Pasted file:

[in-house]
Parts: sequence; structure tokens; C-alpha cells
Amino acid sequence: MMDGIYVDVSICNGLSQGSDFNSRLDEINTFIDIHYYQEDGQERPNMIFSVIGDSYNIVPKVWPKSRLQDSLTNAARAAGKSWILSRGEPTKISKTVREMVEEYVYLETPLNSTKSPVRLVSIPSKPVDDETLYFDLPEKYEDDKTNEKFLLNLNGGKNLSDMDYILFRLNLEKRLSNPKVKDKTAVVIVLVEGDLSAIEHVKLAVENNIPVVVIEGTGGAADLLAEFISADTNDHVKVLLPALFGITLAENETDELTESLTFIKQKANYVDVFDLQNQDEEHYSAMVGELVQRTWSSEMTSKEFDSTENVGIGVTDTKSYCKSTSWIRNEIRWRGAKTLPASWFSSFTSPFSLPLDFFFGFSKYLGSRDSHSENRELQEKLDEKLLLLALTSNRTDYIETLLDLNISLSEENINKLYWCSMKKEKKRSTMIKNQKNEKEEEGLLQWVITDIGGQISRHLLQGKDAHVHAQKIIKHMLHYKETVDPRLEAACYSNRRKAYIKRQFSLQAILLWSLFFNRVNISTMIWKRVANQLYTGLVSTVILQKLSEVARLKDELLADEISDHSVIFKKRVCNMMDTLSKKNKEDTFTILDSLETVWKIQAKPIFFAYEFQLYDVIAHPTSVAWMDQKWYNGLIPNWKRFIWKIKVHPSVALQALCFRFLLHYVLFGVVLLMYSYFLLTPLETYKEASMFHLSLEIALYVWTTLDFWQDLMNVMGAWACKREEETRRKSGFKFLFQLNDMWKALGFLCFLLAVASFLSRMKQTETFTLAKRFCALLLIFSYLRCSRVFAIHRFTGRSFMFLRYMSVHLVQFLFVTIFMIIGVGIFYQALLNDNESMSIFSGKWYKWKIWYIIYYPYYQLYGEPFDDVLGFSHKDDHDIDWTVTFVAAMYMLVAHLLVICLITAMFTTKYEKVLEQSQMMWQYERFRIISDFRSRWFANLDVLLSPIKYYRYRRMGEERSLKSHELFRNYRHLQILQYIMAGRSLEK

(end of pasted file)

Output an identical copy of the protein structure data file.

[in-house]
Parts: sequence; structure tokens; C-alpha cells
Amino acid sequence: MMDGIYVDVSICNGLSQGSDFNSRLDEINTFIDIHYYQEDGQERPNMIFSVIGDSYNIVPKVWPKSRLQDSLTNAARAAGKSWILSRGEPTKISKTVREMVEEYVYLETPLNSTKSPVRLVSIPSKPVDDETLYFDLPEKYEDDKTNEKFLLNLNGGKNLSDMDYILFRLNLEKRLSNPKVKDKTAVVIVLVEGDLSAIEHVKLAVENNIPVVVIEGTGGAADLLAEFISADTNDHVKVLLPALFGITLAENETDELTESLTFIKQKANYVDVFDLQNQDEEHYSAMVGELVQRTWSSEMTSKEFDSTENVGIGVTDTKSYCKSTSWIRNEIRWRGAKTLPASWFSSFTSPFSLPLDFFFGFSKYLGSRDSHSENRELQEKLDEKLLLLALTSNRTDYIETLLDLNISLSEENINKLYWCSMKKEKKRSTMIKNQKNEKEEEGLLQWVITDIGGQISRHLLQGKDAHVHAQKIIKHMLHYKETVDPRLEAACYSNRRKAYIKRQFSLQAILLWSLFFNRVNISTMIWKRVANQLYTGLVSTVILQKLSEVARLKDELLADEISDHSVIFKKRVCNMMDTLSKKNKEDTFTILDSLETVWKIQAKPIFFAYEFQLYDVIAHPTSVAWMDQKWYNGLIPNWKRFIWKIKVHPSVALQALCFRFLLHYVLFGVVLLMYSYFLLTPLETYKEASMFHLSLEIALYVWTTLDFWQDLMNVMGAWACKREEETRRKSGFKFLFQLNDMWKALGFLCFLLAVASFLSRMKQTETFTLAKRFCALLLIFSYLRCSRVFAIHRFTGRSFMFLRYMSVHLVQFLFVTIFMIIGVGIFYQALLNDNESMSIFSGKWYKWKIWYIIYYPYYQLYGEPFDDVLGFSHKDDHDIDWTVTFVAAMYMLVAHLLVICLITAMFTTKYEKVLEQSQMMWQYERFRIISDFRSRWFANLDVLLSPIKYYRYRRMGEERSLKSHELFRNYRHLQILQYIMAGRSLEK